Game #2: A Trip to the Rockies

Early Denver Broncos action with the cartoonish helmet logo. December 8, 1963

Washington’s home opener was more of an exorcism than a great football expose.  A win is surely a win.  But, this was one few could love other than immediate family.  There were scarcely surprises except that the home team actually won a game that felt like it would lose for much of the day.  Sam Howell looks like a quarterback with great upside confined to a rookie’s body.  Young QBs drink from the fountain of knowledge via a three-inch fire hose.  It’s rarely a pretty sight.  This was no exception.  The Defense eventually took over the game.  That side of the ball is the lopsided strength of the team.  David Aldridge called the win, “Unsatisfying.”  Be that as it may, it still beat the Dickens out of losing.  This is a team facing an absolute gauntlet of a schedule.  If it wants to make hay while the sun is shining it needs to go to Denver this week and win. The following week the Buffalo Bills come to town with Super Bowl aspirations in tow.  A week later is the short hop to Philadelphia where the reigning Division Champions reside.  There’s no place to run, no place to hide.  Of the next three contests this Denver game is the peach.

The old American Football League was spawned on December 28, 1958.  That afternoon and early evening the Baltimore Colts defeated the New York Giants for the National Football League Championship in overtime 23-17.  The ratings for CBS covering the game were enormous.  Executives at rival NBC took note.  Professional football had been around for decades before being televised.  The relationship between CBS and the NFL was organically grown.  The AFL was simply made for and by NBC debuting in 1960.  Of the four original teams in the Western Conference; Dallas, Denver, Oakland, and San Diego none hosted a Major League Baseball team at the time.  It was minor league football with a distinct difference: It had a national television audience.

Denver played their home games at the Western League home of the Denver Bears.  Imagine a football game at the Bowie Baysox Park only with wooden bleachers.  The explosive growth of the game can be tracked through the modifications progressions of the 8,000 capacity Bears’ Stadium into the 80,000-seat Mile High Stadium. 

Bears Stadium in 1967 with the newly added South End-Zone Bleachers. The gridiron markings are clearly visible.
By 1968 the conversion from Bears Stadium to Mile High was well underway as sections were added like so many Lego Blocks.
By the 1990’s only an archeologist could identify the remnants of Bear Stadium in the 80,000 seat Mile High. Note the South End-Zone Bleachers originally added in 1967 that towered over the field at the time.

The two principal figures for the current Broncos team are QB Russell Wilson and Head Coach Sean Payton.  Wilson has a tangential relationship with Washington.  In 2012 the team traded First-Round picks in three successive years to sign Robert Griffin III.  Head Coach Mike Shanahan was following Dan Snyder’s orders.  But, he had doubts about Griffin’s durability.  In the third round he considered picking Wilson, but passed due to concerns about his short stature.  He picked Guard Josh LeRiebus instead.  In the fourth round he picked Kirk Cousins.  Wilson went on to Seattle and Coach Pete Carroll.  It was a good fit.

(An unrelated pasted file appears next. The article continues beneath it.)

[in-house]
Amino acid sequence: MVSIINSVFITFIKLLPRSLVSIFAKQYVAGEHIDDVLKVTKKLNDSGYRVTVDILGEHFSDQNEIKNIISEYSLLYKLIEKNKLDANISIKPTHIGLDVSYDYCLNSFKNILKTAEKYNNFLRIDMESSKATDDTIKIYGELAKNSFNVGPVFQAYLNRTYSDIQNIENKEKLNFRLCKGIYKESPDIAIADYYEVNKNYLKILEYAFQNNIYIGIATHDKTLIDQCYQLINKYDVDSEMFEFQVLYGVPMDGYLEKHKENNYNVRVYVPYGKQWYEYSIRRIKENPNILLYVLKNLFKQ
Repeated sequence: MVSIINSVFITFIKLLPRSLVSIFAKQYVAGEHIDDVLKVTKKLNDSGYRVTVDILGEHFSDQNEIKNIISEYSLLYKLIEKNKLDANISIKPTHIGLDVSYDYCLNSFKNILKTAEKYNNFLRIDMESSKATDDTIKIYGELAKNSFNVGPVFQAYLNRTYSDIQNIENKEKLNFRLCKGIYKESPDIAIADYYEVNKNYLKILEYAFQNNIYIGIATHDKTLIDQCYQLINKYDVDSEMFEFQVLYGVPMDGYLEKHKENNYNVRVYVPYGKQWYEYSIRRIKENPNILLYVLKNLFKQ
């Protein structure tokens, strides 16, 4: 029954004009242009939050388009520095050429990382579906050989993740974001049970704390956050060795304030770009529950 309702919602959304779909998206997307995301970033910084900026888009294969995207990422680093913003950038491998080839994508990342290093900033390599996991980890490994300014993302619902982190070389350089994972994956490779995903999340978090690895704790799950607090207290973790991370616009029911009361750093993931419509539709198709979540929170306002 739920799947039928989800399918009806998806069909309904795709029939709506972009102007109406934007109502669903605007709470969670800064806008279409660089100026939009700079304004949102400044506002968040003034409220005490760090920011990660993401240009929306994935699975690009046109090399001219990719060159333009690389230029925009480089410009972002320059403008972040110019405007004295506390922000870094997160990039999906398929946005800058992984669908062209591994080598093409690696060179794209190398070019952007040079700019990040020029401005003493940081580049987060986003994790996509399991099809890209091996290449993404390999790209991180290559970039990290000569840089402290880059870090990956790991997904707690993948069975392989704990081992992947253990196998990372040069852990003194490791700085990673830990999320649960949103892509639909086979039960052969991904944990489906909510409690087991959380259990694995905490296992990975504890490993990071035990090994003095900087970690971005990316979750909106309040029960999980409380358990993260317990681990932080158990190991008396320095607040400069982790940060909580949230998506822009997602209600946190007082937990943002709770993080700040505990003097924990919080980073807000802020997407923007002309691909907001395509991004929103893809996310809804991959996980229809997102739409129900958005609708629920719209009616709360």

Wilson played 10 seasons in Pete Carroll’s run-heavy system with great success.  He had 292 touchdowns versus only 87 interceptions.  There were 35 game-winning drives.  There was a Super Bowl win…and a loss.  By the end Wilson had decided there was a better way.  Tired of Carroll’s system Russell wanted to emulate Tom Brady as a pure pocket passer.  He managed to talk his way out of town.  But, the trade cost Denver three players and five draft picks including two first-rounders.  Then the Broncos extended his contract for five years.  Wilson got everything he wanted including an office on the second floor with the coaches.  The result was a disaster.

Enter Sean Payton, the former New Orleans coach.  Payton was still under obligation to the Saints.  Denver coughed up yet another first-round pick in order to hire him.  He ostensibly would fix everything.  He may well do so.  But, the Jello isn’t firm yet. 

Payton started by watching every touchdown Wilson threw in Seattle.  Over half came on “Off-Schedule” plays.  Wilson may want to impersonate Johnny Unitas in the pocket.  His meal ticket is playing street ball, however.  Sure enough both of his touchdown passes in Week 1 came with him exiting the pocket then finding a receiver in the scramble drill.  If Washington wants to win it starts with keeping Russ cemented in the pocket.  If the Edge rushers crash inside Wilson will make them pay for it.

These two teams are fairly even in many ranking areas, especially on Defense.  It’s Washington’s Offensive Line that suffers by comparison.  In a game of blocking and tackling the O-Line blocking is clearly inferior on both run and pass.  Young Howell, as youthful QBs are wont to do, holds the ball too long too often.  This week would be a good time to start losing that tendency.  There are teams coming with ferocious pass rushes, like Dallas. 

This is a winnable game.  Some coming won’t be.  Go make some hay.  

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